Thursday, March 20, 2008

Holy Thursday

My children's favorite meal of the year (and they openly admit this) is our Holy Thursday meal. We have a passover-like meal (a general approximation) which we tend to get a little better at each year.

For us it seems to help to not start with big expectations, but to let a tradition develop slowly from year to year until it becomes an integral part of our lives. The impact of this particular tradition only fully hit me last year when the kids excitedly exclaimed that it was their favorite meal of the year. I never expected it to become that! I also like how it's worked out that, even though there are some downsides of not having everyone go to the evening Mass on Holy Thursday, this is one that that they get to choose to go to - and the older ones, at least, tend to choose willingly to go to this particularly beautiful Mass, full of symbolism that is made just a little more vibrant by our symbolic dinner beforehand.

We haven't always done this, but I'd say we've had a pretty strong record for about eight years running. One year, before this time, Ria entered an Easter Coloring contest at our local grocery store. They called us on Holy Thursday morning to let us know that Ria had won first place in her age group. She won a couple of frozen pizzas and some bottles of soda. She was so proud of bringing her food home to share with everyone, so we ate frozen pizza and soda for Holy Thursday dinner that year.

Ah, tonight we ate much better, though. Once a year I splurge and pick up a big piece of lamb. It's not cheap, but it's extremely memorable. I cook it a little differently each year (I'm definitely a wing-it sort of cook.) This year I cooked it with olive oil, garlic, fresh rosemary and sage and, of course, salt and pepper. I made a gravy to go with it and it turned out very well, I think. (The unleavened bread was delicious dipped in the gravy!). I do need to remember to get one of those oil-separators to simplify the gravy-making process.

When we first started doing these meals, it was with the help of Mary Reed Newland's The Year and Our Children. We still have never made it farther than that in the book. It has a bookmark in a permanent spot for Holy Thursday and we take it out most years to help remember the details. We didn't manage to pull it out this year, but we pretty much remembered the menu and we talked about the purpose of the meal rather informally.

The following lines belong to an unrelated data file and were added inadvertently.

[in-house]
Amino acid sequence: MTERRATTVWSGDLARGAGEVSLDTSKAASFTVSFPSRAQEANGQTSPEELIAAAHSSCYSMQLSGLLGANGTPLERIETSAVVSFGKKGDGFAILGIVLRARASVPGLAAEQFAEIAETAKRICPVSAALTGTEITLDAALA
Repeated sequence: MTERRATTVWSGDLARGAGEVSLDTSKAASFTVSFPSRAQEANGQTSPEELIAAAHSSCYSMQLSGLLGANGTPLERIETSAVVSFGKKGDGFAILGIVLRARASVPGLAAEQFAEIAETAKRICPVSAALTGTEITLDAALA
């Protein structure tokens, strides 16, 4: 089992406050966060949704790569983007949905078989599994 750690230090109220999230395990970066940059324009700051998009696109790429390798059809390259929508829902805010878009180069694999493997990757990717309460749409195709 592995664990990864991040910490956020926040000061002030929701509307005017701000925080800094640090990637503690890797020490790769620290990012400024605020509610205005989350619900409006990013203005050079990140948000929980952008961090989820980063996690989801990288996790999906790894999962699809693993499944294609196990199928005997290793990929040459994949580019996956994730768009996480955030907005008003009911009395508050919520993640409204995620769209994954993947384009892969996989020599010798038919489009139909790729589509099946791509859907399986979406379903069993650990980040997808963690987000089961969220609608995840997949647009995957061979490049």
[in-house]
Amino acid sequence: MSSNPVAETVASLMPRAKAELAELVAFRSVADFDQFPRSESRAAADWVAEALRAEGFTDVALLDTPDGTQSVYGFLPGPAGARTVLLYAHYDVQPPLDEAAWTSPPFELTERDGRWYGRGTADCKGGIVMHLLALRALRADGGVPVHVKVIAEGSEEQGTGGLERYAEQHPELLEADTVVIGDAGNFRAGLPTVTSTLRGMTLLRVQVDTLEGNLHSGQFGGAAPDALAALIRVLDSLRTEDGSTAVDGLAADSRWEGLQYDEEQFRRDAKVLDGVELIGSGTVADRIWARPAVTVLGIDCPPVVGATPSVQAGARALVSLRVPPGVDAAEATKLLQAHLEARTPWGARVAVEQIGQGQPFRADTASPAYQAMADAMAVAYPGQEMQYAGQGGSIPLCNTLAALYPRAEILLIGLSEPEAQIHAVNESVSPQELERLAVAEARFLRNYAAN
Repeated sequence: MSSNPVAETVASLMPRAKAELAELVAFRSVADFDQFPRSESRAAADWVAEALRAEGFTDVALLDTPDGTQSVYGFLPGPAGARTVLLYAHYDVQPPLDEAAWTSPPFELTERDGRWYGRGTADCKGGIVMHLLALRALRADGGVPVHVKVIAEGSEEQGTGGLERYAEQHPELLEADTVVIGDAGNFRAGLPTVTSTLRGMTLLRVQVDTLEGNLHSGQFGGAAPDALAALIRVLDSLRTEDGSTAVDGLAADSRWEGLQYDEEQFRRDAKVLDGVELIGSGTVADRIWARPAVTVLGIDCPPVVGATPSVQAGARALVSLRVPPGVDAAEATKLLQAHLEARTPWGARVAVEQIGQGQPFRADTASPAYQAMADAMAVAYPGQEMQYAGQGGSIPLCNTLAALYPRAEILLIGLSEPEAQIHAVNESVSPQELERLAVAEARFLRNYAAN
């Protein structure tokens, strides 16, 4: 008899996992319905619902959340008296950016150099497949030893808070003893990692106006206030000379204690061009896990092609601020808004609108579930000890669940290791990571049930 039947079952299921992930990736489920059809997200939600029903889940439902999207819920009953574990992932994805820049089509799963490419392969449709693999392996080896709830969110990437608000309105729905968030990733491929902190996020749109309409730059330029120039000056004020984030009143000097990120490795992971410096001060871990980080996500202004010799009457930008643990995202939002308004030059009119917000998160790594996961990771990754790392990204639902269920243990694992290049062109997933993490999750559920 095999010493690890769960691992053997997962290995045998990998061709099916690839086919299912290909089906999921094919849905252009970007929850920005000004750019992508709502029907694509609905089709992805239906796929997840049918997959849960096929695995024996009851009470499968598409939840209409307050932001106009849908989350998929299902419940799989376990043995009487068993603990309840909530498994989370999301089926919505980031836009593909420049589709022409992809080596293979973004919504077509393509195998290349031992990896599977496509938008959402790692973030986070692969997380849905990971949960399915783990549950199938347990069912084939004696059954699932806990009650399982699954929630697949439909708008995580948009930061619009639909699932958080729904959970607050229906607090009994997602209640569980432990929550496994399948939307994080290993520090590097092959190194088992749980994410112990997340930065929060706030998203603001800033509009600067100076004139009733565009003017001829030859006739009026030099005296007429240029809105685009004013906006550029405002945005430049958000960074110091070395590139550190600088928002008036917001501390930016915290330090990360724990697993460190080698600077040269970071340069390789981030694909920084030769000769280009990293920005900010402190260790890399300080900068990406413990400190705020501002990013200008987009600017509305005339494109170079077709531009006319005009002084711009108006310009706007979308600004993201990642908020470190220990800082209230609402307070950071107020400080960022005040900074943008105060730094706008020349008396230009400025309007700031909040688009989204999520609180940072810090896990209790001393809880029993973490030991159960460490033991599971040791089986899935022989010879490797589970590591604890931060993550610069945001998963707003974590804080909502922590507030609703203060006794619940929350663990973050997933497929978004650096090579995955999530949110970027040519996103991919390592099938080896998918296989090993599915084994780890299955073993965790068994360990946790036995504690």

Once thing *I* like about fixing this meal is that it was meant to be fixed and eaten in a hurry. Even in the midst of a chaotic week, we wear our shoes to the meal and rush off to Mass or whatever else. Today was a little more chaotic than usual. Our big van has been in the shop all week and we finally got a call late this afternoon that it was ready. Since we're expecting a major snowstorm tomorrow and we'll definitely need the van over the weekend (!), we ran off to pick up the van after dinner and three of the kids and I arrived at Mass only fifteen minutes late.

Anyway, back to the menu, besides the aforementioned lamb:

unleavened bread (here's the recipe we found online). This took Ria about 15 minutes to prepare and 20 or 25 minutes to cook (alongside the lamb).

We also generally pick up some sort of kosher crackers - Matzos or some such. These are usually very good with...

Charoseth. We use the recipe we found in Mary Reed Newland's book. This is supposed to represent the mortar for the bricks used by the Israelites while they were in slavery in Egypt. This recipe calls for a mixture of raisins, chopped peanuts (I get dry-roasted, other kinds may also work) and applesauce. We just wing it on the proportions.

Bitter herbs - we put a long sprig of parsley and a little radish on each plate. It's colorful and interesting to taste. We also have a few bowls of salt water around (to dip these bitter herbs in) which are supposed to represent the tears of the Israelites in slavery.

Grape Juice - my kids love this part!!!

We generally also have a dessertish sort of thing too. One year I picked up some candied fruits in the kosher section of the grocery store. This year it was some dried dates and apricots, which went VERY well with the rest of the meal.

I did take some pictures and I'll try to post them later. This year, the table was especially pretty as Frank asked very sweetly yesterday if we could get a flower to put in the middle of the table for the special dinner. :)

Oh, and I forgot to mention that the kids love setting a special place for Elijah. The little girls, who made the place cards, carefully wrote out one for him too and Kate and Terri felt very privileged to sit on either side.


The Bookworm said...

We will be having lamb on Easter Sunday. Lamb always seems very Easter-ish to me :). We have "heavy snow" forecast for Sunday - if we get it, it will be the first White Easter I have ever known. Though I suspect our idea of heavy snow would be more like your light snow ;).

Margaret in Minnesota said...

Your meal sounds delicious and fun! I know what you mean about splurging on the lamb--we spent $14.00 on two small legs, having forgone the $40.00 dollar roast. :)

This meal is turning into one of the highlights of the season for me and, hopefully, for the children.

A Blessed Good Friday to you & yours, dear Alicia!

M.E. said...

I didn't know that you also did this until just now! And I see that we've come to it in the same way; gradually building up a tradition over the years and doing what works for the family. Beautiful! I'll have to consider the unleavened bread recipe for next year. :-)

Happy White Easter.... !